Google: Noindex & Rel=Canonical Should Not Be Mixed

Jul 20, 2018 • 8:00 am | comments (2) by twitter Google+ | Filed Under Google Search Engine Optimization
 

There is an outstanding explanation from Google's John Mueller about the differences around the noindex and rel=canonical signals and why they should not be mixed. In short, Google wants clear signals that are consistent and straightforward. When you start to confuse Google by communicating that one URL is more important than the other, but another signal says the opposite or you use the noindex to hide pages that you think are less important but want to pass that weight to other pages - it can ultimately confuse Google and come back to bite you.

Google's John Mueller explained it super well in this Reddit thread, read it for yourself:

The general rule of thumb is that signals get forwarded & combined with canonicalization. When Google sees two URLs from your site, they look the same, and you tell us your preference clearly, we'll try to combine them and treat them as one (usually stronger) URL instead of separate ones. Redirects, rel=canonical, internal & external linking, sitemaps, hreflang, etc all tell us your preferences, and the more you can align those, the more we'll follow them and use them to pick a canonical out of that set (and forward all the signals to the canonical chosen).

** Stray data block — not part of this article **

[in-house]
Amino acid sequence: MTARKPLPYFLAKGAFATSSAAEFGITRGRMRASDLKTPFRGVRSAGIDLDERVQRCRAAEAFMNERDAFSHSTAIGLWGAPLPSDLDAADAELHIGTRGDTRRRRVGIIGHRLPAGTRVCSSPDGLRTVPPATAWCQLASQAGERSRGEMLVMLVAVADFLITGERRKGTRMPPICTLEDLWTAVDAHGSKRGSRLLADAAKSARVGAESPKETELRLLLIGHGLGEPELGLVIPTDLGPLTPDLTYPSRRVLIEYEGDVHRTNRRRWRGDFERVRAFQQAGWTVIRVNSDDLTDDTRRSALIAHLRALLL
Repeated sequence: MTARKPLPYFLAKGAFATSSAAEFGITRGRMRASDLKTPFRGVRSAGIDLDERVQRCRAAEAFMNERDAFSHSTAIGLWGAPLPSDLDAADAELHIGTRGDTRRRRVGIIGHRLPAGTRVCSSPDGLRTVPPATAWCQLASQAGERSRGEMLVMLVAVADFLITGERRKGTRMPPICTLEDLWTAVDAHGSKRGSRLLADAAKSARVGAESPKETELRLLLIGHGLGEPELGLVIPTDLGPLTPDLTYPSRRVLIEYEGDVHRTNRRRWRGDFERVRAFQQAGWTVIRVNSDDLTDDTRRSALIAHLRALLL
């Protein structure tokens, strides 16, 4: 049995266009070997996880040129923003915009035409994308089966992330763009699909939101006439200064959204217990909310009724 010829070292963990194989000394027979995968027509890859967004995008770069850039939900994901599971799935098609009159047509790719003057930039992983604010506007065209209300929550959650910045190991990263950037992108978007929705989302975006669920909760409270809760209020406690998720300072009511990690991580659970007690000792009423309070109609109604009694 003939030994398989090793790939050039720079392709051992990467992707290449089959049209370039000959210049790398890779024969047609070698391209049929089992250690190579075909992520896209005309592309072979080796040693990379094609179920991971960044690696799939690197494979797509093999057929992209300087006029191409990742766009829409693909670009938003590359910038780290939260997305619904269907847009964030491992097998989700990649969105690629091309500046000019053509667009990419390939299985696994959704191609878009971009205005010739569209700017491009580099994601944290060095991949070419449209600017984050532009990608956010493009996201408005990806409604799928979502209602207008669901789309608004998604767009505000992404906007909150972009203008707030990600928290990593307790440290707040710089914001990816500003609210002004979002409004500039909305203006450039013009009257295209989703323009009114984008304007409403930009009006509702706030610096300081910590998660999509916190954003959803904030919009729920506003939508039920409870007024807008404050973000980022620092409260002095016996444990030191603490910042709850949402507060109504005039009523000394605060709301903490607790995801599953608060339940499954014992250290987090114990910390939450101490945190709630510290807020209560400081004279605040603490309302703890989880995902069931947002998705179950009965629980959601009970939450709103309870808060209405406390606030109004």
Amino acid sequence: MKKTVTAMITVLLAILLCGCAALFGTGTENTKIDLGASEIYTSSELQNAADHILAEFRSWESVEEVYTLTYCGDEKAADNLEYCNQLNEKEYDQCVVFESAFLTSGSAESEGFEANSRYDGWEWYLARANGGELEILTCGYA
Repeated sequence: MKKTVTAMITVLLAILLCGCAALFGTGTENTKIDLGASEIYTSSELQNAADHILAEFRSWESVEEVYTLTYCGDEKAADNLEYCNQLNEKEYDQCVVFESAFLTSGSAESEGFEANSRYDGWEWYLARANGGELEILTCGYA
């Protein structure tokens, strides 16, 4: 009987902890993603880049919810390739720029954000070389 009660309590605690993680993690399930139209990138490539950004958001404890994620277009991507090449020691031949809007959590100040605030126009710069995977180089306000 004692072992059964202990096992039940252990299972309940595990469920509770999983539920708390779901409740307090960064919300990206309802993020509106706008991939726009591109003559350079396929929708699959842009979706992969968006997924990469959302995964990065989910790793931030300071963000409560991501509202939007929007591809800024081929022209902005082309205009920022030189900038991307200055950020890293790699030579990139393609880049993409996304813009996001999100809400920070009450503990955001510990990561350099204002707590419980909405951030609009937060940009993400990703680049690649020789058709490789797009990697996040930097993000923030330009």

On the other hand, noindex (alone) & robots.txt disallow (in general) are not clear signs for canonicalization. Just having a noindex on a page doesn't tell us that you want to have it combined with something else, and that signals should be forwarded. A robots.txt disallow is even trickier, we don't even know if the page matches anything else on your site, so we couldn't even use it for canonicalization if we wanted to.

This is also where the guide that you shouldn't mix noindex & rel=canonical comes from: they're very contradictory pieces of information for us. We'll generally pick the rel=canonical and use that over the noindex, but any time you rely on interpretation by a computer script, you reduce the weight of your input :) (and SEO is to a large part all about telling computer scripts your preferences).

Forum discussion at Reddit.

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